The infotainment system was really something. I wanted to change the radio station, for instance. This was not an intuitive process. Go ahead, say that I grew up with radio knobs and I just don’t understand all these newfangled interfaces. Well, maybe the people who have 43 large to spend on an entry-level crossover are also used to radio knobs. Whatever. I got out the owner’s manual and pulled out the separate, 396-page (!) book that covered just the infotainment system. The opening scud fired by this book is on page 4, which is titled, “How To Read This Manual.” I am not making that up. You now have to read about how to read about changing your radio station. I was able to sort it out in a few minutes and loaded a bunch of radio stations into the presets, but come on, man, 396 pages on the radio? I grew to like the unique touchpad square that replaces the big fat control knob found on most systems, and I linked my Apple iPhone 6 right away, so more time spent in this would have had me mastering all the human-machine interfaces soon enough. (OK, this is now toward the end of the week and I must say that my early-week optimism about this infotainment interface was misplaced. I hate the thing. It makes no sense and anyone short of a software engineer will take a baseball bat to it within a week. If you buy this, insist that someone in the dealership who understands it spends a couple hours or a day with you teaching you how to use it. Because you will torch that 396-page manual and laugh maniacally while doing it.)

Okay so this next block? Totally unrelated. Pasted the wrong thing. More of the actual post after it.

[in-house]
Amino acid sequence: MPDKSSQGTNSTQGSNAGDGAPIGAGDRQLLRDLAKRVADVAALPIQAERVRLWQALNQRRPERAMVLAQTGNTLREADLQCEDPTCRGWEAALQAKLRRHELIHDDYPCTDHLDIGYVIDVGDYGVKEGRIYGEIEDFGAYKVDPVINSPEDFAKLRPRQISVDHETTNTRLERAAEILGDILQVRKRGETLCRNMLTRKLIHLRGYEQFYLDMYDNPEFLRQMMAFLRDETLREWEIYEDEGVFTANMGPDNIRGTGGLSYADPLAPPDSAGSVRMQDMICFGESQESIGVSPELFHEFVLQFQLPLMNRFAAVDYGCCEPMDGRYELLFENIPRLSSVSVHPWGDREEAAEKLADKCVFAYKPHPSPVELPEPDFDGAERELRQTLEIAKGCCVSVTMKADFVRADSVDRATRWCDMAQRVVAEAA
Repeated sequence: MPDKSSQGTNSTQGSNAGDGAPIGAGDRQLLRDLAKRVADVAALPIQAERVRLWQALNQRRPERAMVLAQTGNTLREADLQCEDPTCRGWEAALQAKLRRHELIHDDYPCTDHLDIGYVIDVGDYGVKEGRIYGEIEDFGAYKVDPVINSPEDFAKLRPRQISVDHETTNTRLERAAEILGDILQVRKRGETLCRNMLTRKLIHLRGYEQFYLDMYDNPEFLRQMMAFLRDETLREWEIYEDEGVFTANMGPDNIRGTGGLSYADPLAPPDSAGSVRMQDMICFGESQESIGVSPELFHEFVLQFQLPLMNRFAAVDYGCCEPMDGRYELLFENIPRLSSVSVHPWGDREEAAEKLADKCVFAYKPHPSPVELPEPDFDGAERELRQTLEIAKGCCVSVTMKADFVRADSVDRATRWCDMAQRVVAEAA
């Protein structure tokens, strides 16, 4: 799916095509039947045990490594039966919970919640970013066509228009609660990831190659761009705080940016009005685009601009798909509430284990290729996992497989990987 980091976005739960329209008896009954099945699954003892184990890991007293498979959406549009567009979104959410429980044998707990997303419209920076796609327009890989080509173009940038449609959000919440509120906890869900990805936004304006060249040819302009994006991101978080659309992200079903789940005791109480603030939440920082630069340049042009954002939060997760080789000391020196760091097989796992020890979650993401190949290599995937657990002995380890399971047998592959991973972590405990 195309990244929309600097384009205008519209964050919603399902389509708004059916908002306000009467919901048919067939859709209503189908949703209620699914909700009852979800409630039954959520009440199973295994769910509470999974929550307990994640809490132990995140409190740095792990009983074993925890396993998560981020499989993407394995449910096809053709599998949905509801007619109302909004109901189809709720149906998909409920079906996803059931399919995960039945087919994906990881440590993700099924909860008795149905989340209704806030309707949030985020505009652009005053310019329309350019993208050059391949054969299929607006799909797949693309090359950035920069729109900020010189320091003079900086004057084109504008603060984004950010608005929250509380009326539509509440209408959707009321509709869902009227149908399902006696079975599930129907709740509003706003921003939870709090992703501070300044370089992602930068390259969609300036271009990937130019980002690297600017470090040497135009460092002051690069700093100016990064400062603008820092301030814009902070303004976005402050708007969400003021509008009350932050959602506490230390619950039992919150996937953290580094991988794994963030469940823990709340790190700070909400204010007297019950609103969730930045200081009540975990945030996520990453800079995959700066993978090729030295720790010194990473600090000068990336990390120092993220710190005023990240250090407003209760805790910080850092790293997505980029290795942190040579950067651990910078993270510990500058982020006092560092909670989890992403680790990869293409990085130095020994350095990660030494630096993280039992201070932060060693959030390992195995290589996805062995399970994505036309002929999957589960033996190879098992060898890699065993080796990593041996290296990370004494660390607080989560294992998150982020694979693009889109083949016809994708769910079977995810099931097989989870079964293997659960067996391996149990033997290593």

Apart from the infotainment pain and the sticker shock, I liked the NX. But I can’t help thinking I might have enjoyed the BMW X1 and Audi Q3 more, though I haven’t driven those yet. If you’re looking around in this entry luxury segment, drive those others and tell me what you think, will ya?
Options: Navigation package including remote touch interface, Lexus Enform remote, Lexus Enform destination (includes 1-year trial subscription), App suite 10-speaker Lexus premium sound system ($2,140); premium F Sport package including heated front seats, power tilt and slide moonroof, memory: power tilt/telescopic steering column, power 10-way driver seat including lumbar support ($2,045); Electrochromic (auto-dimming) outer mirrors with blind spot monitor, rear cross traffic alert, reverse tilt, heated, memory ($660); intuitive parking assist ($500); power back door ($400); qi-compatible wireless charger ($220); heated steering wheel ($150); Lexus Homelink garage door opener ($125); cargo net ($69).